A spinoff company may be too small for institutions to own and is often not the reason they bought the stock in the first place. This creates an initial selling pressure on the stock that has nothing to do with the business itself. The spun-off company lacks existing analyst coverage. This makes private investors doubtful and further increases initial stock dumping.

The spinoff operators have suddenly increased incentives. This independent entity is now no longer hidden in some subdivision of its parent. Combine this with greater freedom to operate and it makes an acceleration in the spin-off business more likely. There are additional mechanisms that make splitting a profitable area, but these are the main ones.

Greenblatt devotes most of the book to spin-offs, and claims that you don’t have to go beyond this and you can be a stock market genius.

Take away number two: Merger Securities.

Another special type of corporate event is the M & A event, where you should pay attention to the special types of merged securities that are sometimes used in these transactions.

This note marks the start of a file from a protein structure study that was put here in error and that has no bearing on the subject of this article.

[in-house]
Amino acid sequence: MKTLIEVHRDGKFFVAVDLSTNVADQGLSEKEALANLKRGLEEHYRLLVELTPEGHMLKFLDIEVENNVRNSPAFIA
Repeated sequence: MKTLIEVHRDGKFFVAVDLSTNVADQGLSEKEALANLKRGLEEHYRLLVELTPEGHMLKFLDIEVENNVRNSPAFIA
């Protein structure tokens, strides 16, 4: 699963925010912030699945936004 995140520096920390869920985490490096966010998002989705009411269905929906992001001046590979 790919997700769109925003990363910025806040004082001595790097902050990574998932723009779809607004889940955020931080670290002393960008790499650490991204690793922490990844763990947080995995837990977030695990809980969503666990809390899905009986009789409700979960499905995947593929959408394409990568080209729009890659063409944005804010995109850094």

Understanding Mergers and Acquisitions

Usually, when one company buys another company, most of it is paid in cash and stocks. However, in order to further increase the transaction price, or when the acquirer does not want to issue more shares or raise more cash, it may decide to use other consolidated securities. The opportunity arises because, generally speaking, no one really wants these other securities.

A company called Mash is producing and selling canned mashed potatoes. The stock transaction price is $ 31 per share. When another company, Franky’s Fries, announced that it would bid for Mash at the price of 7% of Frankie Fries’ 7% bonds due in 2032 at $ 39 per share in cash and at a face value of $ 4.

For shareholders, this is quite good, and their investment portfolios have paid off handsomely overnight. But how do people usually deal with earnings? Well, the cash part is easy, they can reinvest. What about bonds? By 2032, an annual coupon return of 7% and a face value of $ 4 will be obtained. In terms of risk-reward, this is actually a good deal, but who cares? A Bond with Mash?